Here’s where the name ‘Rolex’ really came from
Rolex is a storied brand — one of, if not
the most notable in the watchmaking world.
So it’s surprising how relatively little there is to know about the beginnings of the 100-plus-year-old brand. Even something as simple as where its name came from is shrouded in mystery.
Rolex, for its official brand story, plays it pretty simple. According the brand’s official website, founder Hans Wilsdorf wanted his new brand of watches to have a short name that could be said in any language.
Most importantly, he wanted something that looked good on the watches themselves, and that was symmetrical in capital letters.
“I tried combining the letters of the alphabet in every possible way,” Wilsdorf supposedly said, according to Rolex. “This gave me some hundred names, but none of them felt quite right. One morning, while riding on the upper deck of a horse-drawn omnibus along Cheapside in the City of London, a genie whispered ‘Rolex’ in my ear.”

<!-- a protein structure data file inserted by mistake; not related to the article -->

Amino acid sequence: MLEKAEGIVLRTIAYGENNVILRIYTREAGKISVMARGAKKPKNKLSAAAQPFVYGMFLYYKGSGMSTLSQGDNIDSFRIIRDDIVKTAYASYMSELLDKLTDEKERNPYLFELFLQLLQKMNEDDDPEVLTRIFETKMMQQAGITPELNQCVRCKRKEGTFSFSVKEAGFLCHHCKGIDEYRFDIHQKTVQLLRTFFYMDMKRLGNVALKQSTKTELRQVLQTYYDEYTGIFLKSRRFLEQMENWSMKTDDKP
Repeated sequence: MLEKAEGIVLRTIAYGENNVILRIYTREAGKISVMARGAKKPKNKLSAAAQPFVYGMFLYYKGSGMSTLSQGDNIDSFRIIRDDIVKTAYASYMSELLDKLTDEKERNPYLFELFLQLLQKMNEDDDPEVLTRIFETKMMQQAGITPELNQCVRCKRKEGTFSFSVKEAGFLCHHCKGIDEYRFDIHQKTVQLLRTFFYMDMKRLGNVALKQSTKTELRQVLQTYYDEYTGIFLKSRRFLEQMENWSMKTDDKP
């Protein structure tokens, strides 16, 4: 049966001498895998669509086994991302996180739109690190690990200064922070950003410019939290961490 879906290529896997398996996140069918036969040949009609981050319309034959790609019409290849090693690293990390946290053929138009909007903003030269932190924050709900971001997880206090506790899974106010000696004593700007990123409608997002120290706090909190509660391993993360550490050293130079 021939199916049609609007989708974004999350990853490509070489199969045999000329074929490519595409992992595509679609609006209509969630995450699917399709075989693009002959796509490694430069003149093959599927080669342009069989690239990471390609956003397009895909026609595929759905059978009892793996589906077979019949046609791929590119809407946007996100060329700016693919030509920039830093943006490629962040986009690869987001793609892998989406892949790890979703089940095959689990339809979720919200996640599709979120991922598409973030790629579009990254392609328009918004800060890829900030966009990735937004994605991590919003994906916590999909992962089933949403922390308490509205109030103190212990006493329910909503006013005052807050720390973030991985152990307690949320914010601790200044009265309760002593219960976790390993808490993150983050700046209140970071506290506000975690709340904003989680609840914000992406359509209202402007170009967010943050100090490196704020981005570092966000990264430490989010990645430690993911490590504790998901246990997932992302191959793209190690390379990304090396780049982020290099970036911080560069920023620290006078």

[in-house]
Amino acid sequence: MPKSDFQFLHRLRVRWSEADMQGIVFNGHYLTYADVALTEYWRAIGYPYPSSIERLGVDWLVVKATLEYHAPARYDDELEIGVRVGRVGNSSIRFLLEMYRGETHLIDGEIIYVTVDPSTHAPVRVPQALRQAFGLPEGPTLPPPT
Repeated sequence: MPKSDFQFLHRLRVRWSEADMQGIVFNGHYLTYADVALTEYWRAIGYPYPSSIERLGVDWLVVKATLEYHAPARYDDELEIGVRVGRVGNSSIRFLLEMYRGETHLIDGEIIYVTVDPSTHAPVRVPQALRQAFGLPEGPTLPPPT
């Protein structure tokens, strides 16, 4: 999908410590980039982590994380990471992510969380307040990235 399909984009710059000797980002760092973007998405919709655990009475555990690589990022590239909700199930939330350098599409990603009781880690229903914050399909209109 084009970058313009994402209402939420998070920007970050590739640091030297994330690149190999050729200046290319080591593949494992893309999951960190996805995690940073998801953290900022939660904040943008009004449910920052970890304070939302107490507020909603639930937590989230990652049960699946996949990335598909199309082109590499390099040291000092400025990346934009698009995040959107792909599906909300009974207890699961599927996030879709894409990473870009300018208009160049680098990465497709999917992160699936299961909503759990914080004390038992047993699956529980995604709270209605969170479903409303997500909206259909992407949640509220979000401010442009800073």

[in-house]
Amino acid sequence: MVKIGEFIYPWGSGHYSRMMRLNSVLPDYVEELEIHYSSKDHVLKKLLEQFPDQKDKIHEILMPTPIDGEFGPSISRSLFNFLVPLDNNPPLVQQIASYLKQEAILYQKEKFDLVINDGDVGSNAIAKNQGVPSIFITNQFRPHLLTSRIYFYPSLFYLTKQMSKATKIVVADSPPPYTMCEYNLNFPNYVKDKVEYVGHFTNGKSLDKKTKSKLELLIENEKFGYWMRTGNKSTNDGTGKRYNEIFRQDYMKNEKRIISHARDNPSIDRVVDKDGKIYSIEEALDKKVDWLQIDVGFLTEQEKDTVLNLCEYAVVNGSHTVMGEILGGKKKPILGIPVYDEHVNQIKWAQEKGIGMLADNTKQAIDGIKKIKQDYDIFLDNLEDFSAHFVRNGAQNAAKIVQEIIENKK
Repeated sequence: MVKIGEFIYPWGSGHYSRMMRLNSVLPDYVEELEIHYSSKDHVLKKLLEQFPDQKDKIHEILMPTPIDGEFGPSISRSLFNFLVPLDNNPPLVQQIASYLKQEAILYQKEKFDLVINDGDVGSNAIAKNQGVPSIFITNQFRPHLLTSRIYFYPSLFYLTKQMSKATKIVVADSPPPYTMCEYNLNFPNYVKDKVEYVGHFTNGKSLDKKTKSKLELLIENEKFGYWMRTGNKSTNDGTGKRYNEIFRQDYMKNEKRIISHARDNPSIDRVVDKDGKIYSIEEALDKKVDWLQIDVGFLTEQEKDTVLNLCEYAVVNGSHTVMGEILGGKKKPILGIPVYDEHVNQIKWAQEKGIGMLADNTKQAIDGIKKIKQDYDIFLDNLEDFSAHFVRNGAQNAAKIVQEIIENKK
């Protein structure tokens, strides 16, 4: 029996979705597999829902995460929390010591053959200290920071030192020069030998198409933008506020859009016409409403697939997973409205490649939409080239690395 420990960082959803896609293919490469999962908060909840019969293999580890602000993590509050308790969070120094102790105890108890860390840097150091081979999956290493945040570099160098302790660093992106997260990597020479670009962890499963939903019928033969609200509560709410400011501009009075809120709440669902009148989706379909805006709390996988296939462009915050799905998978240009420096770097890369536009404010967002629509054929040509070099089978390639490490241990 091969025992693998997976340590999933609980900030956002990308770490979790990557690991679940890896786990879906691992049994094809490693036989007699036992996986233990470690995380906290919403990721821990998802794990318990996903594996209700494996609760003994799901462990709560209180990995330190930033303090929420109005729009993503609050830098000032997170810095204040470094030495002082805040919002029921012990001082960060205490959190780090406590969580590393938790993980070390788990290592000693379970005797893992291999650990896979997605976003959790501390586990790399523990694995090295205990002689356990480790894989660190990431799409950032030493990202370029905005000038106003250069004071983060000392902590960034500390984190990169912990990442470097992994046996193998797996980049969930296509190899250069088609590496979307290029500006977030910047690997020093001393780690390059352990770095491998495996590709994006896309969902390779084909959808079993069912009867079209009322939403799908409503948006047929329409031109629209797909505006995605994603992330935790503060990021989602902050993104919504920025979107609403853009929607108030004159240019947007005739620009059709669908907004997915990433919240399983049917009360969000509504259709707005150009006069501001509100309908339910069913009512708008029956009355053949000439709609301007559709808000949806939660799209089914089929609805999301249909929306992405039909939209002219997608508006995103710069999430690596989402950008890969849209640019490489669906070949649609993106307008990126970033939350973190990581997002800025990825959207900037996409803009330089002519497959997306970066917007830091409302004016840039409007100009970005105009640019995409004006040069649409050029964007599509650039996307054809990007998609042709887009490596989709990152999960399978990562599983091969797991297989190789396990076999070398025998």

If that seems incomplete to you, you’re not alone. Adding a bit of colour to the story is an essay in NYU’s Stern Business School newsletter, written by adjunct professor of management David Liebeskind, who claims that Wilsdorf also thought “Rolex” seemed like an onomatopoeia of a watch ticking.
So, basically it doesn’t really mean anything. (Some have suggested that it’s short for “horological excellence,” but there’s no proof that Wilsdorf ever claimed that.)
It also hides the brand’s English roots, as the brand began in London in 1908 and moved to Geneva, Switzerland, in 1919.
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